- Jonathan Winters
Himbrimi Old Tom Gin Review
The world’s most interesting gin? And hard to find too..
Review Himbrimi Old Tom Gin
Made in: Reykjavik, Iceland, Brunnur Distillery ehf
Base: grain spirit.
Still type: custom still with water jacket - geothermal heated
40% alcohol/80 proof
Botanicals 5: Juniper, wild arctic thyme, angelica flowers, lemon peel, honey.
Style: Compound Gin, Old Tom Gin.
This is a very hard to find gin (unless of course you happen to live in Iceland).
Himbrimi is a bird of a different feather compared to what we usually find in a bottle, it’s a compound gin. Compound gin, sometimes called bathtub gin, doesn’t require the distiller to actually.. Well.. distill. They just add their flavorings. That doesn’t make it an inferior gin, but rather an old fashioned one, but it’s a style that has fallen out of favor, and some gin snobs do turn their noses down at this style . That’s one of the reasons that Himbrimi, which is the icelandic name for the northern loon, is quite remarkable - as it won the award for World’s Best Compound Gin at the World Gin Awards 2019.
It’s based on an 18th century recipe from when gins were infused more commonly with botanicals (rather than distilled with them), and were often sweetened. That’s pretty much the origin of any gin called an Old Tom.
It’s made in very small batches. The main botanical (besides juniper) is wild arctic thyme which is hand picked by Oskar Erikson, the gin’s creator. He created it as a gin to be your companion while fishing, and this is the gin I’d want with me when fishing in cold water and icy seas.
When I say this gin is hard to find, I mean it. To my knowledge there is one place in the UK you can find it, but aside from that it can only be found in Iceland. Honestly this is the souvenir you want from Iceland, and one of a number of gins worth drinking from that country.
This review is for batch 8, bottle 1084 - and was a gift to me last year. I’ve been savoring it very slowly as who knows when I’ll ever be lucky enough to get another bottle.
*** Note - from talking to others who’ve enjoyed this gin, there seems to be a bit of variability in the flavor, as the Arctic thyme is wild, and probably exhibits slight variability. Additionally it’s worth noting that the flavor of this gin changes due to oxidation the longer it is open. I found it was much mellower when young, and became more spicy and strong as it aged.
This is a sipping gin, plain and simple. It’s great on the rocks, and especially in cold weather. And while many of the best sipping gins are in fact old tom gins, this one isn’t one you’d classify as a traditional old tom either.
The nose is full of notes of pine and spice with a hint of floral.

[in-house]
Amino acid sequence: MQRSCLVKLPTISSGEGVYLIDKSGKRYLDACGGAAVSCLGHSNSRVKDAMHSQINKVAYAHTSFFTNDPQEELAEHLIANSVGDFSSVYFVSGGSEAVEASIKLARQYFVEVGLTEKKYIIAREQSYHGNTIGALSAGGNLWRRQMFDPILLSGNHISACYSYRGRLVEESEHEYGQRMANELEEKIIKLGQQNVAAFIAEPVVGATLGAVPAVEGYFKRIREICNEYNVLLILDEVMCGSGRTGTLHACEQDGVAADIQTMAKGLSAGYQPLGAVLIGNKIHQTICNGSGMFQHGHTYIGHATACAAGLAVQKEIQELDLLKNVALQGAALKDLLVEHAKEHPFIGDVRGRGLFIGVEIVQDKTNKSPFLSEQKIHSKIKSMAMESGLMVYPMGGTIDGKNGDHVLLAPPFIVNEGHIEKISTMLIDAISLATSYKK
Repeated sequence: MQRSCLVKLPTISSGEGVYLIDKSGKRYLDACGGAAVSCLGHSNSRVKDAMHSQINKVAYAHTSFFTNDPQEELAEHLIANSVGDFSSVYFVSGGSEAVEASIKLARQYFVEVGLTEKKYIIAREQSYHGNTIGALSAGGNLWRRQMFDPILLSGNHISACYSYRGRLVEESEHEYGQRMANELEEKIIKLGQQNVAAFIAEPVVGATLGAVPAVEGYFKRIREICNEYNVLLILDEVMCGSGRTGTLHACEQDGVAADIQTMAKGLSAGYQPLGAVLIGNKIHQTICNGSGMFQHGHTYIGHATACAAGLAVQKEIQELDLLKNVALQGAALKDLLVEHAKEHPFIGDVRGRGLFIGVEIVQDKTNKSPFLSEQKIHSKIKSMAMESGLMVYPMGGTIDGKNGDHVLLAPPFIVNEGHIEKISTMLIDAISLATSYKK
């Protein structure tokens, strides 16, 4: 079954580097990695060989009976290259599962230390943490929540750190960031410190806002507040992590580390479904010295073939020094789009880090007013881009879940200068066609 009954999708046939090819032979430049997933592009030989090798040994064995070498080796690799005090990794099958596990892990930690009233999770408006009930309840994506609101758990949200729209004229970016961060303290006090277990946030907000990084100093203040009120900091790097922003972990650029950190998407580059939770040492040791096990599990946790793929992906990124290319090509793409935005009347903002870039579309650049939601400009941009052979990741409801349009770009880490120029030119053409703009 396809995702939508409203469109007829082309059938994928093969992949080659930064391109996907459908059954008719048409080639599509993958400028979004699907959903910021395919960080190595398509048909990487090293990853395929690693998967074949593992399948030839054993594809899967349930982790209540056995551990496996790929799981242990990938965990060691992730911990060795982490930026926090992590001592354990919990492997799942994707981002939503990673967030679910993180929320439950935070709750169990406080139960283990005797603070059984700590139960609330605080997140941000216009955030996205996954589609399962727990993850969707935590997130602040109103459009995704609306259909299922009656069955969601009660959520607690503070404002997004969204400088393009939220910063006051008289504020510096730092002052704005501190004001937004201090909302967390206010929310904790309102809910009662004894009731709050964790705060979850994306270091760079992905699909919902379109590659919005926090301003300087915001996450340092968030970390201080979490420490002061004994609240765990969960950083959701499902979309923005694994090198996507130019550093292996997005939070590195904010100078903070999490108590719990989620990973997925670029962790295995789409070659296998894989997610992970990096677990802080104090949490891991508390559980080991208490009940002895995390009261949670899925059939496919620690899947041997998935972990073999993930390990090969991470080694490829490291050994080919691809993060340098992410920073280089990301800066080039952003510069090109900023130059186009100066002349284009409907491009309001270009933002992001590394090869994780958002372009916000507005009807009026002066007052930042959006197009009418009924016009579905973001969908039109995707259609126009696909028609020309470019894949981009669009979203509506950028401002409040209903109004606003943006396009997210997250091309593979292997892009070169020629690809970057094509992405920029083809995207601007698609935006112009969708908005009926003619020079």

On the tongue you are not disappointed. There is a warming blast of spice from the arctic thyme, pinryness from the juniper - it’s bold and strong, and mellowed by the angelica flowers, (which in themselves are an unusual botanical as most gin distillers use the roots) which add an almost sage like flavor to the mix, Lastly there is just the most subtle understated hint of honey, which imparts more of the taste of the honey rather than the sweetness.
The mouthfeel is dry and crisp, and leaves a hint of spicy thyme on the palate.
Due to the Himbrimi’s unique and spicy nature I wasn’t sure just how well this would do with a mixed drink. But by and large I was very pleasantly surprised.
It made for a very unusual, but pleasant martini, so unusual you might think it would have been a type of martini unto itself. It made me think of both dirty and cajun martinis, without being quite like either. It was zesty, unctious, and yet remarkably interesting - and it could be a cocktail until itself, rather than defined by an existing recipe.
In a gin and tonic, with a traditional indian style tonic water, it jumped out at you with its strong herbal nature, and was beautifully mellowed with the dilution and a few drops of lemon from the garnish.
While Himbrimi’s own website suggests trying it in a Tom Collins, I decided that instead I’d give it a go with a Bees Knees, where the ingredient honey syrup and lemon juice, would compliment the nature of the gin. In that combination it reminded me a bit of a sour with a zing, somewhat margarita like, but with a pleasant herbal zing. I’d definitely have a few more if i had more of this gin to spare.
But alas, my bottle is empty, a sacrifice to the review, which, unlike the Himbrimi I can offer to share with you.
While I have a great love for this gin, I’m not sure it’s really one that can be called Old Tom gin, but I’d really call it more of a modern gin. It’s certainly one of the more unique gins in the world, and for that reason alone I’d recommend it.
That said, it may not be for everyone - I suspect some might find this flavor profile a bit medicinal, but it’s also quite inspiring to see a compound gin this good.
As far as cocktails with this gin, I think you’d need to be very selective about what you choose to make. I’m quite sure a good mixologist could create elevated drinks around this flavor profile, but I’ll choose to drink it with nothing more than ice.
Overall rating: 96. One of the most interesting gins in the world. If anyone feels the urge to send me another bottle, please do!
What you need to know about reviews: All my reviews are my honest opinions based upon my own personal tasting. I am NOT a paid reviewer, and no compensation was given, or expected. I may from time to time choose to do a second review and amend my opinion of a product, should I feel like it and find my review criteria has evolved, or that I’ve found it different at a later date. That said, as I’m unlikely to repurchase anything I thought was less than very good to excellent, it would be by chance or at the request of a distiller who thought I rated them very unfairly - BUT even then, whatever you get will always be my honest opinion.